To clarify: as far as outlining the image, I don't want to put a solid-color outline (like red or blue) all the way around it. The outline-pixel color will change as one goes around the image depending on what color the pixel is next to it inside the JPEG image. In other words, the goal is not to see any outline at all. The pixel outline is to blend in with the rest of the image, so *all* anyone would notice would be the aliased, stair-steppy edge around the image.
If I haven't made myself clear, please let me know and I'll try to rephrase, since this is the important crux of what I'm interested in now.
Again, many thanks.
LBBL

Offline LBBL

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Re: aliased (i.e., stair-steppy) edges on figures

Reply #6 on: February 28, 2012, 10:58:45 am
@9_6
My Photoshop 5.0 (the only graphics program I have and know how to use) doesn't save PNGs with alpha transparency. Really, all that is a little over my head, since I don't consider myself to be an expert in computer graphics. Am I understanding you correctly? Many thanks for responding.
LBBL

Offline Atnas

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Re: aliased (i.e., stair-steppy) edges on figures

Reply #7 on: February 28, 2012, 02:01:56 pm
hm, I wonder if it wouldn't be better to do the outline on a new layer in black or some other noticeable color, and then after you're done the whole contour, lock layer transparency and then use the brush to color the line? Would be better than a new line every couple pixels imo. And then you could fill the area outside of that line (after unlocking the transparency) with a solid color to get rid of any AA that goes beyond it. Or! use the wand with 0 tolerance on the area outside the contour you've drawn, then go down to the jpeg layer and hit delete to clear the AA away.

I'm pretty sure your photoshop should have all these things, I used ps 5.5 for all my painting and non-pixel art editing up until a year ago.

Offline LBBL

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Re: aliased (i.e., stair-steppy) edges on figures

Reply #8 on: February 28, 2012, 09:28:33 pm
@Atnas:
Hello, and thanks for responding.
I'm sure you have the solution to my problem, since you've used Photoshop 5.5. But, to be honest with you, I really don't understand the exact details of the steps you describe. It might be that we're using different terminologies. But, if you rephrase your comments and list the steps slowly and in order with a little more detail, that would be a big help for me. (I'm sorry for being such a "dunce".) I'm very proficient with Photoshop 5.0, knowing how to use the tools and the layers palette, etc.
So, let me rephrase what you're saying just so you can see the source(s) of my confusion.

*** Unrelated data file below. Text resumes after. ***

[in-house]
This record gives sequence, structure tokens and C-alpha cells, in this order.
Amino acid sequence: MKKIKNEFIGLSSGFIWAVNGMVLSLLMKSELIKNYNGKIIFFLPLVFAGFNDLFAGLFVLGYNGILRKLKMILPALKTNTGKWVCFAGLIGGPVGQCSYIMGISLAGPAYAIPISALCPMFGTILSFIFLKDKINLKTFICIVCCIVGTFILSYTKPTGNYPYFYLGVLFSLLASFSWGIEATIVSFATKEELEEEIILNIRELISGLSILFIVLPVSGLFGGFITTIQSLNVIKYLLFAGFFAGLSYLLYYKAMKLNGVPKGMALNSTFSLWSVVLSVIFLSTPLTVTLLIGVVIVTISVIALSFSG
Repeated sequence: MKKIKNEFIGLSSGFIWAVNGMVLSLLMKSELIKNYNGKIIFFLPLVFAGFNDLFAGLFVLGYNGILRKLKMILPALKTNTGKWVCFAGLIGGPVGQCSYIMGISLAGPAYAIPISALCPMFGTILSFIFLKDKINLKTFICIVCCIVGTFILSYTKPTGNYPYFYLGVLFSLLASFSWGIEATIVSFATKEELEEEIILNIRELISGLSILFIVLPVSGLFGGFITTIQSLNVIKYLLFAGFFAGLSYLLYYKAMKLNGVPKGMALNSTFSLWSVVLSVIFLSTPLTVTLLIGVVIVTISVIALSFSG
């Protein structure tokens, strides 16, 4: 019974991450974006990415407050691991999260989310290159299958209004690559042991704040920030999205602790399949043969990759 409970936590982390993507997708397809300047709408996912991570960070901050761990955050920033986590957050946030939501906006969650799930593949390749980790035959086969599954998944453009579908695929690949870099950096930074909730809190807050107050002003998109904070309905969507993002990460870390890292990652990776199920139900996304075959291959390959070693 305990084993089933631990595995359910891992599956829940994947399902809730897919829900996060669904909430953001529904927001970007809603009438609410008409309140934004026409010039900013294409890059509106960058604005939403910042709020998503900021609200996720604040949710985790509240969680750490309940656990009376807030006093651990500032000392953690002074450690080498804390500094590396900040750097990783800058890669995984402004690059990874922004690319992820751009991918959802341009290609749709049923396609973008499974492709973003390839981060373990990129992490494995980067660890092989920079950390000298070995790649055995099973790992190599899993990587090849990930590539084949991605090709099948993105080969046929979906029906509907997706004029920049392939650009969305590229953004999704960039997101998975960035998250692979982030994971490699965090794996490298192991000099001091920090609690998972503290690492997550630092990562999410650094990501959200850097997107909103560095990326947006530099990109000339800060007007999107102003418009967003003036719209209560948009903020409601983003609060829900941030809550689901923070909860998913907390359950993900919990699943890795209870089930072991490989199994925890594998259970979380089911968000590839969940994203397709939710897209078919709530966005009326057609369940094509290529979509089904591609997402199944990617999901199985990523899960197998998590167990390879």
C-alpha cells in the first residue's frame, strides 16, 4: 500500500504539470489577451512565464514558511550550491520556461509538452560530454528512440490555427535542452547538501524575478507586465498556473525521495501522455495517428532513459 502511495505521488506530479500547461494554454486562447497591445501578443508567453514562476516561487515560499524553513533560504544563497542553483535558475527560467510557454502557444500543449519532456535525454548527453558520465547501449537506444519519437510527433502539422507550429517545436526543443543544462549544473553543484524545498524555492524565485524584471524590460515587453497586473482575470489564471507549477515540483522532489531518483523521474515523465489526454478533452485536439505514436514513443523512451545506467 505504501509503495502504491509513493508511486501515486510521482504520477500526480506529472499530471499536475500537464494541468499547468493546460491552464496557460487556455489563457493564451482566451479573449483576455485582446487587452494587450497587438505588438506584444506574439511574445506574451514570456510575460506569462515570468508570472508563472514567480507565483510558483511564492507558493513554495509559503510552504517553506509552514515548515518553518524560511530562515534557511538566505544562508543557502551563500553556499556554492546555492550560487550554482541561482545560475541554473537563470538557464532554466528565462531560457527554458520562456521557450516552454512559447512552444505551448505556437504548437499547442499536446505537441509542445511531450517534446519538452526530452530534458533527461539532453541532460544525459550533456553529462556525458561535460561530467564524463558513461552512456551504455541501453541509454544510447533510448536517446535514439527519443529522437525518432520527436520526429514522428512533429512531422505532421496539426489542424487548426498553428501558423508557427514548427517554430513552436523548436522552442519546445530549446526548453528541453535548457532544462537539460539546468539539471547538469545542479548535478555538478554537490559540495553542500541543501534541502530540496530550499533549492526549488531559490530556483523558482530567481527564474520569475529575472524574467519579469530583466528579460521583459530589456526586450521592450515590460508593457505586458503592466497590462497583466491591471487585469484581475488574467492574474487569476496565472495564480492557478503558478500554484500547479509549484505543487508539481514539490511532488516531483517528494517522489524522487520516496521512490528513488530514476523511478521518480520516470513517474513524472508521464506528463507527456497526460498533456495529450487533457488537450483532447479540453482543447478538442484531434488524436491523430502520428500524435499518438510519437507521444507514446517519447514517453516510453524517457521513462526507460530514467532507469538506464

So, I should do the outline on a transparent layer above my JPEG image? (Recall that I'm not a very good drawer and that my curves look "herky-jerky".)
What tool(s) should I use to make the black outline, and should they be used in the anti-aliased or aliased mode?
What "Options" should I use for the drawing tool(s)?
After I've done the black outline, I should "preserve transparency" on the layer (is this what you mean by "lock layer transparency")?
And then I go back in and re-color the black outline so that the outline-pixel colors match the colors next to them within the JPEG image? I could use the pencil for this as well as the brush, correct?
And then I fill the area outside the outline with black (after turning off "preserve transparency", of course). I could use the paint bucket or even the pencil (with a large-diameter setting in the brushes palette) to do this, correct? I can certainly see that at this point we don't have any anti-aliased pixels on this layer, since everything is black outside the line I've drawn.
This is what I don't understand: my outline around the image (on the transparent layer above the image) now is aliased, or stair-steppy, exactly as I've drawn it. Correct? The outline probably won't be very good, since I'm not a good pixel-drawer. So, I really don't see how these steps give me a better outline than I'm capable of making on my own?
You say, "Or! use the wand with 0 tolerance on the area outside the contour you've drawn". This implies that the tool(s) I used for drawing the contour was in the anti-aliased mode, correct? Then the magic wand (with 0 tolerance) would remove the AA.
You say, "then go down to the jpeg layer and hit delete to clear the AA away." I don't understand this comment at all. If I hit delete on the JPEG layer, wouldn't it just disappear leaving me with what I'd done one the layer above, which would have the outline (which I'd colored in) and black outside of this. I'd want to preserve my image and not have it disappear.
I sure hope helping me and answering all my "lame-brain" questions hasn't turned into a big headache for you. Like I said, I really think you can solve my problem, once I understand you fully.
Many Thanks,
LBBL

Offline Ai

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Re: aliased (i.e., stair-steppy) edges on figures

Reply #9 on: February 28, 2012, 09:59:07 pm
@9_6
My Photoshop 5.0 (the only graphics program I have and know how to use) doesn't save PNGs with alpha transparency. Really, all that is a little over my head, since I don't consider myself to be an expert in computer graphics. Am I understanding you correctly? Many thanks for responding.
LBBL

That's one of the reasons I recommended GIMP -- because it does a better job at saving PNGs than all of the comparable alternatives, including even the latest Photoshop. Because Adobe wrote their own PNG encoder rather than using libpng, it's rather less capable, particularly WRT getting good compression levels.

To be precise:
* PNGs support alpha transparency (even for paletted/indexed images)
* however, if you want gif-style transparency, that is known as 1-bit, 'boolean' (on or off), or 'indexed' transparency. PNGs support that too. If you are saving indexed rather than RGB images, then I recommend sticking to boolean transparency, as not all programs understand how to treat alpha transparency on an indexed image.
If you insist on being pessimistic about your own abilities, consider also being pessimistic about the accuracy of that pessimistic judgement.